Based on the advice of a friend I upgraded 3 laptops to Mountain Lion last night. Once I downloaded the installer and restored the ESD to a USB key, everything really smoothly. I only have 1 major compatibility issue - my Focusrite VRM box is not yet supported.
I of course spent a goodly amount of time poking around the new OS ( as you do… ). I was particularly interested to see how notification center works. Notifications on OS X have been a
cluster… er, not ideal for a long time, depending on the possible presence of 3rd part app Growl to work at all. In the Jetpack apis we currently fail hard and silent on OS X when Growl isn’t installed, so add-on developers really can’t rely notifications working and develop add-on features around them. There are some workarounds, but the whole thing is a bit ugly and hacky.
If you are running Firefox on 10.8, any notifications will be sent to Notification Center instead of Growl even if Growl is present and running. For add-ons that use Jetpack’s apis, this makes things 33% worse, as there are now 3 behaviours that could occur when notify is called:
- if OS X is < 10.8 and Growl isn’t installed, the notification is printed to the JS log.
- if OS X is < 10.8 and Growl is installed, we see Growl which, give how configurable Growl is, could mean almost anything.
- on 10.8 notifications from Firefox are handled by Notification Center, which only displays a notification on-screen if Firefox isn’t focused.
This is a mess. Add-on developers ( and html5 app developers! ) need a reliable, predictable way to show the user notifications that work consistently across platforms. The behaviour needs to be both helpful but also unobtrusive for users, with the right balance of features. In my mind the essential requirements are:
- if the user allows notifications, display notifications regardless of whether the app ( Firefox ) is focused or not. If I have written a chat application, for example, I’d love to be able to get the user’s attention if the tab my app is loaded into isn’t visiable, regardless of OS-level application visibility.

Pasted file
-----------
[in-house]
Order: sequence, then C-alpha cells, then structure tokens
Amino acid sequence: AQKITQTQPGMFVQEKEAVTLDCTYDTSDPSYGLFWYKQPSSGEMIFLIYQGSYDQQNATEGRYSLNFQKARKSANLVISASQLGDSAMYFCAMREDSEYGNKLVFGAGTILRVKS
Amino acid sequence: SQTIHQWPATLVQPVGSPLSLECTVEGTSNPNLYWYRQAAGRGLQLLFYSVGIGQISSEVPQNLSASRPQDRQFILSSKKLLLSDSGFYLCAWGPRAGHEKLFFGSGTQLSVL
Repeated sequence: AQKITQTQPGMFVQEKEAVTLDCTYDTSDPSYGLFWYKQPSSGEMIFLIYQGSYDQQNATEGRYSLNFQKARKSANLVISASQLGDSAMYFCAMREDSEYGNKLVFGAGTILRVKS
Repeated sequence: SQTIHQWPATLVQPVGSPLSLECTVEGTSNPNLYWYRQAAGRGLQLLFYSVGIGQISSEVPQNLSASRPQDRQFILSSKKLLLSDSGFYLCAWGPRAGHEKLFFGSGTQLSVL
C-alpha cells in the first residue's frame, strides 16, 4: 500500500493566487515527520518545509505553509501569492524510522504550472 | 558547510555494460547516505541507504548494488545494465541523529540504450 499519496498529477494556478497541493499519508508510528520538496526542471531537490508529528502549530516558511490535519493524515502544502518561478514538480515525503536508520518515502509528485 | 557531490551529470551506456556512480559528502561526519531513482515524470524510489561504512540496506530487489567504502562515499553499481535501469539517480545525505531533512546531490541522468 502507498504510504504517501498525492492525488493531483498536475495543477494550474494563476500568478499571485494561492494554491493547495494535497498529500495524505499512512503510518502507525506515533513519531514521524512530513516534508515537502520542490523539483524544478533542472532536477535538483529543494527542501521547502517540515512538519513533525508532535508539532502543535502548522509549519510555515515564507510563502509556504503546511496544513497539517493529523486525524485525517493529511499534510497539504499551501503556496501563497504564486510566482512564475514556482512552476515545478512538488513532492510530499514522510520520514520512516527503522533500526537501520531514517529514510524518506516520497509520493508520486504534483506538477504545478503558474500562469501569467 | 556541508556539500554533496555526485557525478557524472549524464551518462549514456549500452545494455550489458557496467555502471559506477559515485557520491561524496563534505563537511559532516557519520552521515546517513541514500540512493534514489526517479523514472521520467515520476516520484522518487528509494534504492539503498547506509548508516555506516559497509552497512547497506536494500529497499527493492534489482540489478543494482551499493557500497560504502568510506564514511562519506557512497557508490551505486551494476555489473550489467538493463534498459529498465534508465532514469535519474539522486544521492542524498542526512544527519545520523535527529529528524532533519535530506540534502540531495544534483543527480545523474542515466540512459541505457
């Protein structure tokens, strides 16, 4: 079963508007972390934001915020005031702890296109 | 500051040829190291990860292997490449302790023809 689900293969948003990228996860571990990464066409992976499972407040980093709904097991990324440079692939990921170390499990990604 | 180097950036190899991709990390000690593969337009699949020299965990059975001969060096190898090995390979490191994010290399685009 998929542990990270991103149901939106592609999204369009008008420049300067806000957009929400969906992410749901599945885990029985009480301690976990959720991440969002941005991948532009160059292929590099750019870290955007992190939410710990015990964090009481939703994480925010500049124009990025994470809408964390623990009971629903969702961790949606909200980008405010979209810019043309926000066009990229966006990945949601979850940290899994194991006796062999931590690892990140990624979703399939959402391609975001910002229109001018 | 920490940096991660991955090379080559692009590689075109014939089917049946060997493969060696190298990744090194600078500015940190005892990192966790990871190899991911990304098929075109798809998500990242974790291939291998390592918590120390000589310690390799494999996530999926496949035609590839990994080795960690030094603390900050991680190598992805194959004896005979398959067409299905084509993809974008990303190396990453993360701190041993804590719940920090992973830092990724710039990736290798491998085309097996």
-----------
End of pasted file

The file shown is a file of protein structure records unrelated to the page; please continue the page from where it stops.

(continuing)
- provide a decent api for notification ‘flair’ - images, titles and text feel essential to me. For example, if I my chat app displaying notifications, it would be great to show the avatar image of the user sending the message that the notification was triggered by.
- provide a way for the app or add-on to react to the click event by accepting a callback - again with my chat app, clicking the notification should be able to change focus to the window and tab where the notification originated from.
- notifications should disappear after $some_low_number of seconds if there is no user action.
Frustratingly, Notifications on OS X fail in all of these cases:
- notifications aren’t visible at all if Firefox is focused - they ust get stacked up in the Notifications UI with no visible indicator that anything has happened.
- there is now way to use a custom image in a notification.
- we don’t fire the onClick handler for the notification, because clicking on the notification bubble only focuses the notifying app.
The most important use case I see is that any add-on or any app running in any tab should be able to request the ability to display notifications, and those notifications should be able to trigger a callback so that the developer can react to the click. The real-time web is upon us and I see this notification gap as being a real drag on what developers can do with social communications using WebSockets. Apple’s solution simply isn’t webby enough to help.
I am cautiously optimistic that a Mozilla implementation of the w3c notifications spec. I’m a bit worried though, as the feeling seems to be that if an OS implements notifications we should always use that instead of a generic implementation. Notification center is too weird and limited to really be useful, so I would argue against using it. For Jetpack in particular, my preference would be to use our implementation regardless of OS version so we can provide add-on developers with a reasonable feature set they can rely on.